The spatter of spinach sizzling in a wok mixes with the beat of South American rap pounding in the kitchen. A girl in a worn t-shirt and running shorts carries bread batter from the refrigerator to the countertop where she slices it into loaves for baking. Jasper N. Henderson ’12 and Naimonu A. James ’14 perch before the stove, stirring a pot of applesauce and flipping sweet potato latkes.
“Everything is vegan but the latkes,” Henderson says over his shoulder.
Henderson and James are in charge of cooking the evening’s dinner at the Dudley Co-operative Society. The Co-op, which offers an alternative to living in the House system, was founded in 1958 and is currently located in two Victorian houses situated at 3 Sacramento Street and 1705 Mass. Ave, a few blocks from the Radcliffe Quad. This fall, 32 students are living in the Co-op, along with two residential tutors and three cats.
“Don’t spit in the soup, we’ve all got to eat,” proclaims the Co-op’s motto, painted above the doorway leading to the dining room. The phrase embodies the communal spirit of the home.
Beginning in their sophomore fall, students may apply to live in the Co-op, and, after attending an informational interview, they are placed on a waiting list that operates on a first-come, first-served availability basis. According to Henderson, almost all applicants receive a room offer within a year.
“It’s the only intentional community at Harvard,” says Lucy C. O’Leary ’11 as she kneads and slices whole-wheat bread dough. “Everyone chooses to live here.”
Lily E. Higgins ’12, one of the Co-op presidents, decided to move in during her junior fall, after her blocking group in Eliot separated.
“When I moved in, I wasn’t sure if I’d like it,” admits Higgins, who now says she can’t imagine not living in the Co-op. In fact, Higgins wishes she hadn’t waited until junior year. “In terms of growing as a person and living the kind of life that I like living, especially in terms of being really grounded while still living in this Harvard environment, I wish I had just moved earlier.”
Perhaps surprisingly, the day-to-day chores Higgins is required to do as a member of the Co-op community contribute to her feeling at home. Rather than eating in the dining halls and living in spaces curated by Harvard staff, students living in the Co-op share the responsibilities of cooking, cleaning, and food shopping. Students have a certain number of points that they must fulfill every semester, usually 32-34. Completing a task, such as doing the dishes or ordering food in bulk, earns a certain number of points—no specific chore is required.
For Higgins, cooking for more than 30 people is overwhelming, but Henderson, who grew up preparing meals, often volunteers to put a dish together for weekly dinners or Sunday brunch. “We have 100-plus cookbooks, and there are a lot of recipes that have been handed down,” says Henderson, who is wearing suspenders and a forest green shirt that reads ‘Prose before Hos’ underneath an outline of Shakespeare’s face.
Some of these recipes are put to use in the three big meals that the Co-op hosts every year: two faculty dinners and Thanksaween (Thanksgiving dinner on Halloween). Unlike faculty dinners in the Houses, at the Co-op, each student contributes his or her favorite dish for the professors and teaching fellows that come to visit.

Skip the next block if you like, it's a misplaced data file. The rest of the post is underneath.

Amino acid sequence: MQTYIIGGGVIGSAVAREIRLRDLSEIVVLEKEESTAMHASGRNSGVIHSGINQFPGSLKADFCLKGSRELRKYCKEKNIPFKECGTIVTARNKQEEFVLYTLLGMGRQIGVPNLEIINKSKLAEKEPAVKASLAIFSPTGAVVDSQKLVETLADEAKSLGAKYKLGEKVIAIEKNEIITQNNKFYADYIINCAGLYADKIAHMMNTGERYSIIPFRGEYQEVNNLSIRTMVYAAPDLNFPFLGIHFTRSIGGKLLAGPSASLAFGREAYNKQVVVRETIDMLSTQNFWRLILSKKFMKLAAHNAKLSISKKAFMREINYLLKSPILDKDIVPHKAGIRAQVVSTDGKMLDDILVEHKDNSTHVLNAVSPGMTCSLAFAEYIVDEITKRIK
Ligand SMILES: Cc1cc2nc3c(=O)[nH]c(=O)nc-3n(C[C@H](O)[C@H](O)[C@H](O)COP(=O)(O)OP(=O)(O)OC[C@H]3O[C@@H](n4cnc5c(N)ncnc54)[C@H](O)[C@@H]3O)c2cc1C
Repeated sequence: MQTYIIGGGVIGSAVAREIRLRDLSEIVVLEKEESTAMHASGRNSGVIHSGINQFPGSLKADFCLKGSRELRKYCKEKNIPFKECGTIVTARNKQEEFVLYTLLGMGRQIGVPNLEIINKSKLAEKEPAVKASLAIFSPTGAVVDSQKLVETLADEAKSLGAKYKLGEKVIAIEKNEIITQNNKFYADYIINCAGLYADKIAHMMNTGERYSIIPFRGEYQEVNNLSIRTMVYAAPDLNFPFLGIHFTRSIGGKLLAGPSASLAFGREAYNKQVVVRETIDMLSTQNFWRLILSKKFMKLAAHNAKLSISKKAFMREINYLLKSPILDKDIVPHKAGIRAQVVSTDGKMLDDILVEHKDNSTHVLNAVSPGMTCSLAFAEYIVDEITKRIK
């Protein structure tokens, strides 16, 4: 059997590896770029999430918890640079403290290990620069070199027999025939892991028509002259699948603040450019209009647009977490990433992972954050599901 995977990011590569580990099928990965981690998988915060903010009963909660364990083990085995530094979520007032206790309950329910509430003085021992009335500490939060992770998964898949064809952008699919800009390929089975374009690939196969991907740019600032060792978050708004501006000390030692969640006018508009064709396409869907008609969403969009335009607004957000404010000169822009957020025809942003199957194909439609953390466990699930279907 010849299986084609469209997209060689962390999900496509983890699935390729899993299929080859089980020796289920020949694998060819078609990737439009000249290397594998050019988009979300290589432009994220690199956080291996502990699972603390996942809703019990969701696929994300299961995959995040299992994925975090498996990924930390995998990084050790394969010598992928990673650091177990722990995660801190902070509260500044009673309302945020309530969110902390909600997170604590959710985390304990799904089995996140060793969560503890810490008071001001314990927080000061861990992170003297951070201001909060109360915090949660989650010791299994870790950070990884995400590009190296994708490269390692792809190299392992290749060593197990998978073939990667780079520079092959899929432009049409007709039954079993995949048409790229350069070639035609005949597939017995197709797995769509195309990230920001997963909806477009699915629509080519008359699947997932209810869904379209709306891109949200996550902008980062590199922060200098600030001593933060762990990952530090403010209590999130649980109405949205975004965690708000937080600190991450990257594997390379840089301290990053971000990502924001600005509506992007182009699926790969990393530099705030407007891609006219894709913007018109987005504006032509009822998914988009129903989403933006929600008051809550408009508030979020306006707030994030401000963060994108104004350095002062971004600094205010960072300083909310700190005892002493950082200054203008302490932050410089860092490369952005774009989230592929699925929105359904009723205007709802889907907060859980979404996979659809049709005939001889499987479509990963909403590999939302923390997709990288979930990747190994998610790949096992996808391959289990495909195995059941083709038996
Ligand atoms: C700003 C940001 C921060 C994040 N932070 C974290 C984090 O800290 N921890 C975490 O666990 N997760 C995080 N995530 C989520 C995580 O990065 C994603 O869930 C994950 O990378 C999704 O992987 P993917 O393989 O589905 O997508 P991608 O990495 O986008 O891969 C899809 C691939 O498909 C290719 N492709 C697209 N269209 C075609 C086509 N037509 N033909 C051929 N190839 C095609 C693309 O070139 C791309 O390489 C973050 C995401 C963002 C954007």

“My advisor is always like, ‘The food is so good,’” Higgins says.
These three nights are also the only nights when the Co-op prepares non-vegetarian food.
A less-publicized mealtime tradition at the Co-op is naked Sunday brunch. “It’s entirely optional,” Henderson quickly points out. “Whether you want to go naked or not.”
A COMMUNITY IN FLUX
A large number of Co-op traditions center around meals, but another one of the threads that holds the Co-op community together is its tradition of protest and political activism. “I’m involved in different radical stuff on campus and this is a great place to live and do that,” O’Leary says. On the dining room walls, posters depict Russian recidivism, and the proletariat fist crushing American Capitalism.
However, even though this liberal political point of view is generally characteristic of the students who live in the Co-op, the timbre of the living environment transforms drastically each semester as students move in and out. Last year, one student played the banjo, so members often got together in the living room or on the porch to sing folk songs. This year, new quirky routines will surely develop. “One of my favorite things is how transient it is,” says Iman E. James ’12, the other Co-op president.
With change inevitably comes a loss of connection with Co-op history. “So many of the stories get lost over time as people move out,” Higgins says. Yet even though the current generation of Co-opers might not know the extensive story of the Co-op’s past, various objects in the houses bear witness to the transformations.
Nestled between the course packs and novels that line the bookshelves of the Co-op library, a faded guest book reveals the life of 3 Sacramento Street in years past, before it was converted into undergraduate housing. Its entries, which begin in 1900, were taken down when the house served as a bed and breakfast. The signatures of a few notables—Henry Cabot Lodge, Franklin Delano Roosevelt—are hidden amongst the hundreds of now-forgotten names.
“Yeah, here’s his signature. That’s kind of cool,” Henderson comments as his finger traces the looping characters of FDR’s name. “It’s a gorgeous signature.”
A sign that reads “Center for High Energy Metaphysics” hangs above the porch of 3 Sacramento Street, another quiet reminder of change. “Fairly regularly people will come up to ask about the sign on the porch,” Higgins says. “But it’s very hard to explain it to someone else.”
Yet that sentiment is true of many Co-op quirks: unexplainable to the outside observer, definitive of the cooperative lifestyle.